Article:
Growth5 Blog

Thursday, May 27, 2010

Bridging the Valuation Gap: Participating Preferred

Fred Wilson of Union Square Ventures recently posted about changing his position on the "double dip" of Participating Preferred Shares (mostly against it now). Although Wilson uses the Participating Preferred in certain circumstances these days, his post was an excellent reminder of how Participating Preferred can be a great compromise when you can't agree with an entrepreneur on valuation.

What are Participating Preferred Shares? Wilson offers this simple and easy to follow explanation:
"In a preferred stock, the investor gets the option of taking their money back in a sale or taking the share of the company they bought. I believe a preferred stock is critical in venture investing. However a participating preferred goes one step further. In a participating preferred, the investor gets their money back and then gets their ownership share of what is left.

Let's do a simple example. Let's say you invest $1mm for 10% of the business. And let's say the business is sold for $25mm. In a preferred (sometimes called a "straight preferred") you get the choice of getting your $1mm back or 10% of $25mm. You'll take the $2.5mm.

But if you own a participating preferred, you get your $1mm back and then you split the $24mm that is left with the founder. So you get $2.4mm of what is left and the founder gets $21.6mm. You end up getting $3.4mm with the participating preferred vs $2.5mm in the straight preferred."
Let's say that you are willing to invest $1mm into a company for 10 percent of the firm, but the entrepreneur won't budge from that same $1mm being worth only 5 percent of the company (the entrepreneur believes the firm is worth twice of what you do). If you can get the entrepreneur to agree to a Participating Preferred deal under the 5 percent terms, you will be protected if the company doesn't do as well on a sale as think entrepreneurs think they will.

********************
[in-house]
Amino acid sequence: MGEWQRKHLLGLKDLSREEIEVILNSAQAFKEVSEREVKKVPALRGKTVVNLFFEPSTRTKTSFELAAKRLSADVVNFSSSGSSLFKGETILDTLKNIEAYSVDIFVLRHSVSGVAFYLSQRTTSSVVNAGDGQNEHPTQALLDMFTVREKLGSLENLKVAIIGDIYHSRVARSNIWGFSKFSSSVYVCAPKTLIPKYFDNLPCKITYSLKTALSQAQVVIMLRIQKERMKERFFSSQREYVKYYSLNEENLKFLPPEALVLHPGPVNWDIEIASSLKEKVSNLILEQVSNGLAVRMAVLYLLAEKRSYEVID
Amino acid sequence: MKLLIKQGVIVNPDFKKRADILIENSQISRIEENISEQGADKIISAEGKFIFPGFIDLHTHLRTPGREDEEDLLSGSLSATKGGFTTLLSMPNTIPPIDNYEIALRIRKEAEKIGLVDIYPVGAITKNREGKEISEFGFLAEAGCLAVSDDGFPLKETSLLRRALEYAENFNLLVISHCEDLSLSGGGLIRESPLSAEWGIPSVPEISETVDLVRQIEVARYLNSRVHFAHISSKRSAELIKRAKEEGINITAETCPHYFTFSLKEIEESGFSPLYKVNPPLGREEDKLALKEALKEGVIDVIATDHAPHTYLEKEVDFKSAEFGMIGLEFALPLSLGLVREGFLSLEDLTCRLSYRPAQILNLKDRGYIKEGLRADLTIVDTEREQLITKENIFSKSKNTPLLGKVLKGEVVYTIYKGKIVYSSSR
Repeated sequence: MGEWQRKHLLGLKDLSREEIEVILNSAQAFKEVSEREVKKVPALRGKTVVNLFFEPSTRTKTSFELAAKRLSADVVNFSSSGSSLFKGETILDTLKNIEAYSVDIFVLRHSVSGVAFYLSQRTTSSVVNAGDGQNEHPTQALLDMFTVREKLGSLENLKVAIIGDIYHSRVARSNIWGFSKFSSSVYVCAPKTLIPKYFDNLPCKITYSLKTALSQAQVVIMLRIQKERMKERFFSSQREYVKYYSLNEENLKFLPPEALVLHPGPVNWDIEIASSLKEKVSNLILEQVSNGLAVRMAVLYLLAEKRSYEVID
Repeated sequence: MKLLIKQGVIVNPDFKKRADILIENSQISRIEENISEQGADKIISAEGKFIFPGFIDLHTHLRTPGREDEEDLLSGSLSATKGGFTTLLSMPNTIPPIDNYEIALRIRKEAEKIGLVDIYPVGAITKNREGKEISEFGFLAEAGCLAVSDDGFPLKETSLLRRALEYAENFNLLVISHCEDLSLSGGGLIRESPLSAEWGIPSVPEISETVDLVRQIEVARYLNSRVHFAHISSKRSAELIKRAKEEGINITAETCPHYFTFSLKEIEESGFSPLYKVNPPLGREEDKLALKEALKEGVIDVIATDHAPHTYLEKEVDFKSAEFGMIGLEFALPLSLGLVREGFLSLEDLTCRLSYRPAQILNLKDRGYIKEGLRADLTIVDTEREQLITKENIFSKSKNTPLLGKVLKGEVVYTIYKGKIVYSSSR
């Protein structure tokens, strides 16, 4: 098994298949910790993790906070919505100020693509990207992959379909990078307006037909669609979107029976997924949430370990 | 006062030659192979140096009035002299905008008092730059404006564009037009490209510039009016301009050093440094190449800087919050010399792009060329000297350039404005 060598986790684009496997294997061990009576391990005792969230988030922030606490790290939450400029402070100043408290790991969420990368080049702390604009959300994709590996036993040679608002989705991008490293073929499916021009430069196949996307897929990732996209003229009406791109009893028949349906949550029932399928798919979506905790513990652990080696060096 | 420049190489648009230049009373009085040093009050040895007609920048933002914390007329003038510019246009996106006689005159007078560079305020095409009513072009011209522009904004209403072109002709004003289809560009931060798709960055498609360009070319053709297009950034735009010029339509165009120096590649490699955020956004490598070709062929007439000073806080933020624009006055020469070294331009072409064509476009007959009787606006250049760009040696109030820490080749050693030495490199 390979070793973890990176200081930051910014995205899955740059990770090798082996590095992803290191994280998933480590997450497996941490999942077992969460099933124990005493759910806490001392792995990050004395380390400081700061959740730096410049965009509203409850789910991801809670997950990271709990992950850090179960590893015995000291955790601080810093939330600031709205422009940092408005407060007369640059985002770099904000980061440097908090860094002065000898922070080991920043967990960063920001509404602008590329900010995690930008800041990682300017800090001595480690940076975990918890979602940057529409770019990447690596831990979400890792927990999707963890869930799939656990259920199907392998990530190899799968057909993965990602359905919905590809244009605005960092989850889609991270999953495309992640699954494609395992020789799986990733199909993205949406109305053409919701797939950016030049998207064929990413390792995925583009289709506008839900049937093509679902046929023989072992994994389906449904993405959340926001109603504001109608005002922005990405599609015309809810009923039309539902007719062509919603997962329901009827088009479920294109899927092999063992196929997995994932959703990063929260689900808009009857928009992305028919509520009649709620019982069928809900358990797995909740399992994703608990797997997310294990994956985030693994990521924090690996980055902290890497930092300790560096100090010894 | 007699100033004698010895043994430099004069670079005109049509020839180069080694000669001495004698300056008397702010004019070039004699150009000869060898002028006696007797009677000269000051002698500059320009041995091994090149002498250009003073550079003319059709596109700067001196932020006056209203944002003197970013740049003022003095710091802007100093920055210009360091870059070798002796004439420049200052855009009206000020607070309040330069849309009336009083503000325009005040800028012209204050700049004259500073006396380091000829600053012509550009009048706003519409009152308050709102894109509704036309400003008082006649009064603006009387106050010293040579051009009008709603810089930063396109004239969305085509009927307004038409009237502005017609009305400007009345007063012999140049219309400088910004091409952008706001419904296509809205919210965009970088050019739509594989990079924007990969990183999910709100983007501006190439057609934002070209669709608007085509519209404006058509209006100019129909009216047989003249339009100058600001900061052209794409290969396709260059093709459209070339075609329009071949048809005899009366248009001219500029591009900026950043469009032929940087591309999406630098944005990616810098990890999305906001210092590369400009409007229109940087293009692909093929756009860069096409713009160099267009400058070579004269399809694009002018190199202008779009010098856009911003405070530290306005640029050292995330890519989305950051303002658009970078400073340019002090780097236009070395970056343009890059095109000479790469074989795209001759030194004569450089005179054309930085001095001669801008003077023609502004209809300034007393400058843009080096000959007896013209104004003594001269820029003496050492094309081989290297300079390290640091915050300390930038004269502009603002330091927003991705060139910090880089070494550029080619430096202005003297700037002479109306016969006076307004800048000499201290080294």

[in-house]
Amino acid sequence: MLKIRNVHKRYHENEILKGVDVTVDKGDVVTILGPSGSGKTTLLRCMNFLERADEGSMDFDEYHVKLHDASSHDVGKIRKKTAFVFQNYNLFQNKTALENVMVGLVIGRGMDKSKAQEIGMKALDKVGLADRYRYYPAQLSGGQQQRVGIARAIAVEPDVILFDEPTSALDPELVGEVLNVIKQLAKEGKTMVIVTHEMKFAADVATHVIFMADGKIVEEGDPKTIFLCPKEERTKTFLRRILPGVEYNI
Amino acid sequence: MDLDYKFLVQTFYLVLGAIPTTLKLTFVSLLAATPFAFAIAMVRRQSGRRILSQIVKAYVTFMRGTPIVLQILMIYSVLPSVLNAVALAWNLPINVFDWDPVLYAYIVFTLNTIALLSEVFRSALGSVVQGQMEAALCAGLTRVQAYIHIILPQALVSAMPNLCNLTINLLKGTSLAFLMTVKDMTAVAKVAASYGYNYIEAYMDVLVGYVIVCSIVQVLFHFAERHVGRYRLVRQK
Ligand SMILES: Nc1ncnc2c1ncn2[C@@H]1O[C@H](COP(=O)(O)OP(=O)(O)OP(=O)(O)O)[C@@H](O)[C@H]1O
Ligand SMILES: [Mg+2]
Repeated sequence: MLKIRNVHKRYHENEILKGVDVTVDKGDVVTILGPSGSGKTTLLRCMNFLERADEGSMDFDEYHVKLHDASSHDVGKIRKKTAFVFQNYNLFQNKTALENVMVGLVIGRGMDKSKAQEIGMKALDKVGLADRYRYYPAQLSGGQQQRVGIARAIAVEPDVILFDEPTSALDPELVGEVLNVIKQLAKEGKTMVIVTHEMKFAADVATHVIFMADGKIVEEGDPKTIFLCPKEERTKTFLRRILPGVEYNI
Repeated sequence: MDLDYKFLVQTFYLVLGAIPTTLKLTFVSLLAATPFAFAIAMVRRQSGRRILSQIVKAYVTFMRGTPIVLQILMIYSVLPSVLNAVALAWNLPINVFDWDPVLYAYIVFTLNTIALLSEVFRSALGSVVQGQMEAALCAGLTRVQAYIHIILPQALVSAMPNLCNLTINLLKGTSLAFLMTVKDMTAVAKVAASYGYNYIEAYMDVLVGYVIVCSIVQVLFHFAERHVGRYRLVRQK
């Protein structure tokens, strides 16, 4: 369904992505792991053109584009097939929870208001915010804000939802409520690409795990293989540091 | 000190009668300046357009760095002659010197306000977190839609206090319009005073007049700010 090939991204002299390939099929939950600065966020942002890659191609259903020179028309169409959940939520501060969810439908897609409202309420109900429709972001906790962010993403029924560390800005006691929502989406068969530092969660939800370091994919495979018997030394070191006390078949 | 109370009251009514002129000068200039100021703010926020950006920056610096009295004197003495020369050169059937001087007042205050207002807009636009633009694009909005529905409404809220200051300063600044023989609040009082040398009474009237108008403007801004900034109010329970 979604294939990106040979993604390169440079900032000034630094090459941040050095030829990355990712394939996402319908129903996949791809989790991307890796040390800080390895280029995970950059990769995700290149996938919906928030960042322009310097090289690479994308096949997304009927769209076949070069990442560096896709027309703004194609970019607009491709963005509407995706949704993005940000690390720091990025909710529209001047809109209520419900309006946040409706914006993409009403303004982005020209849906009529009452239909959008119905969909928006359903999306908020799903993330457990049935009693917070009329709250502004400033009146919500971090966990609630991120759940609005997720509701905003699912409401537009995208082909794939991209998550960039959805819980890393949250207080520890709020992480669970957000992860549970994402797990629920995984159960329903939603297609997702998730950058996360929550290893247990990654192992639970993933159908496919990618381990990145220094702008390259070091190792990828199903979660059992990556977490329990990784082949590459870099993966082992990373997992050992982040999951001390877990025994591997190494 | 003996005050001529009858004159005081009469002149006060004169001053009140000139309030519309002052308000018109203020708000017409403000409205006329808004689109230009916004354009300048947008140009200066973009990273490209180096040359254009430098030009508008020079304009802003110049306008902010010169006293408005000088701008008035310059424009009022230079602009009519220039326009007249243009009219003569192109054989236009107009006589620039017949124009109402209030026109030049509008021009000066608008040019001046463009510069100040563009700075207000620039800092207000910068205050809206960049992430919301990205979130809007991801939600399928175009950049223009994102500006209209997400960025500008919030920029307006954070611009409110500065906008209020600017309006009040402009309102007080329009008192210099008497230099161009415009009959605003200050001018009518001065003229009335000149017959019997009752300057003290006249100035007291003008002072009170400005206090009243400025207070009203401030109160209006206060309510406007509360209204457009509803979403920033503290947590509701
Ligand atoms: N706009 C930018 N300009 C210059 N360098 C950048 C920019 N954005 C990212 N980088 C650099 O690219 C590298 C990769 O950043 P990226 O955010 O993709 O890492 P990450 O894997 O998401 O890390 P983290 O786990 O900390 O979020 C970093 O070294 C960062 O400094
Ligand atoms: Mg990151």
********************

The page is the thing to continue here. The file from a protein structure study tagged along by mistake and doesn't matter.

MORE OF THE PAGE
You make the deal for the Participating Preferred Shares owning 5% of the company for a $1mm investment. The company later sells for $15mm.

Had you been able to negotiate the lower valuation / higher percentage (10 percent) back when you invested, you would have walked away from the sale with $1.5mm ($15mm x 10 percent).

Had you only negotiated Straight Preferred Shares (not Participating) at 5 percent, you would have walked away from the $15mm sale with $1mm as you would have had the choice of getting your $1mm back or taking $750k ($15mm x 5 percent). You would probably take the $1mm.

However, even though you agreed to a higher valuation / lower percentage (5 percent) the Participating Preferred Shares you negotiated would pay you back your original $1mm and then you would take 5 percent of the $14mm left over, or $700k for a total of $1.7mm, which is MORE than you would have made owning 10 percent of the company with no Participating Preferred Shares ($1.5mm). And more than the Straight Preferred at 5 percent ($1mm).

Participating Preferred Shares are a great bridge when you have a valuation gap. If the sale price exceeds every one's expectations, you aren't going to care that you didn't get your originally offered lower valuation price / higher percentage of the company.

It's when things don't turn out as well as planned that you can still show a modest return on your investment by using this vehicle. These type of shares work as they are intended if the entrepreneurs aren't able to follow through on their vision that they had based their higher valuation on. The entrepreneurs are making the $15mm sale based on the last investment round of your money closing at $20mm. But since you negotiated Participating Preferred Shares, you are basically cashing out as if you had invested at a $10mm valuation (your original intention) and sold at $15mm.

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